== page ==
President's Annual Report
HONORING OUR PAST
As we pause to note the many achievements of our students, faculty, and staff, we also remember the many contributions of past generations to the CMC community. This year, two of our esteemed professors, Gordon Bjork and Steve Smith, retired after a combined seven decades at CMC. Professor Bjork is a Rhodes Scholar and former college president whose zest for teaching resulted in co-founding CMC's Politics, Philosophy, and Economics Program with Ward Elliott, the Burnet C. Wohlford Professor of American Political Instutions. He also developed the legendary course, Theory and Practice of Commercial Banking, better known as Bank Sim. Based on a seminar Professor Bjork originally created for the California Banker's Association, the course simulates realistic banking operations. Professor Smith's course, Theories of the Good Life, is equally regarded among CMCers. Known as a capstone educational experience, it was described by one colleague as the most pragmatic and goal-oriented class in the CMC curriculum. We are grateful for Professor Bjork and Professor Smith for many years of passionate commitment to their colleagues, our students, and the greater community.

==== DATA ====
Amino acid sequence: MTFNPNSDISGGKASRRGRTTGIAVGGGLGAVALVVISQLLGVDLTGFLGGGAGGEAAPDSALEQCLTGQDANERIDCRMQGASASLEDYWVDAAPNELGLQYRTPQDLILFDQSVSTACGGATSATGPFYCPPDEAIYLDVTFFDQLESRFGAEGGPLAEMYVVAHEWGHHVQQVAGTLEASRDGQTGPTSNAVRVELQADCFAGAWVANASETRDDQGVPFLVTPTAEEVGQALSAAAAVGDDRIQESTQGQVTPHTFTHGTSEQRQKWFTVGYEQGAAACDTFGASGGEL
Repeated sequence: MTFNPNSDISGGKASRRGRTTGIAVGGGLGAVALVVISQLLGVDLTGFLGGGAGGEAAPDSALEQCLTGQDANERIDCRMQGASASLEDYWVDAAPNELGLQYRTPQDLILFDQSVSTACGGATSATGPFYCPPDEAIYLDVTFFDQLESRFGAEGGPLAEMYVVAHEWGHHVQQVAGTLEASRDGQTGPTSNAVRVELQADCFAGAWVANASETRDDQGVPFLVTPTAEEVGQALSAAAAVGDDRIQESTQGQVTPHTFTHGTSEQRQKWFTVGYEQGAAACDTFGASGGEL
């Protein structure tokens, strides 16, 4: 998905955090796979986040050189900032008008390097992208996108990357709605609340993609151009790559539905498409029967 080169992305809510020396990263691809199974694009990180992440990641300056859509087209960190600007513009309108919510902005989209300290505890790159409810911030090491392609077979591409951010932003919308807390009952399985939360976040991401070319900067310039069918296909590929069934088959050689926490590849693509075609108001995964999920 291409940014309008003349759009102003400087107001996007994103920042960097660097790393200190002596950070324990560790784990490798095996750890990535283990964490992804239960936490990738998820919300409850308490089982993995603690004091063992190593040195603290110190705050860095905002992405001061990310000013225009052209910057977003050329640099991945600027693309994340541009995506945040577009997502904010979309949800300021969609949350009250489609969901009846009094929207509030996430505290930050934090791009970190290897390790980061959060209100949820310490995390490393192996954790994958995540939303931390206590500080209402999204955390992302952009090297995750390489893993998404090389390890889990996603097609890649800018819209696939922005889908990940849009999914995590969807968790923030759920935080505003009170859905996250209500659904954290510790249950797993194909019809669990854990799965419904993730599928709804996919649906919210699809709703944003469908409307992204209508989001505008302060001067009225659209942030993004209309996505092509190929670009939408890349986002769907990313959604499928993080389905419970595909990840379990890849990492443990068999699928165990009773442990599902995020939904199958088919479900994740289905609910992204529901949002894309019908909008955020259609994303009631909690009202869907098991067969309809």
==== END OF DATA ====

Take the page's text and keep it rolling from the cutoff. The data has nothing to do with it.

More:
In 2003, we sadly lost two remarkable and unforgettable members of the CMC family with the deaths of Orme Phelps and Harold McClelland, both distinguished professors emeriti of economics and former deans of the faculty. Orme Phelps, a guiding intellectual leader, touched the lives of CMC students during seven decades as a revered member of our community. The son of a Civil War veteran, he was a rising star at the University of Chicago when he joined Claremont Men's College in 1947, one of the original faculty members hired by President George C.S. Benson. Harold McClelland, who earned his doctorate from Harvard University, joined the College in 1958. During a 1995 student interview, Professor McClelland described CMC as "one of the major success stories, if not the preeminent success story, in higher education during the past half-century." This splendid and apt description owes so much to those early faculty members, and colleagues who later joined them. Their contributions to the College were many, and Professors Phelps and McClelland will be missed.
In a time of a recall election, volatile economies, and unpredictable events in the world, the coming months will undoubtedly bring both challenge and opportunity to all of us at CMC. I look forward to working with our splendid faculty, staff, students, alumni, and friends toward another memorable and rewarding year.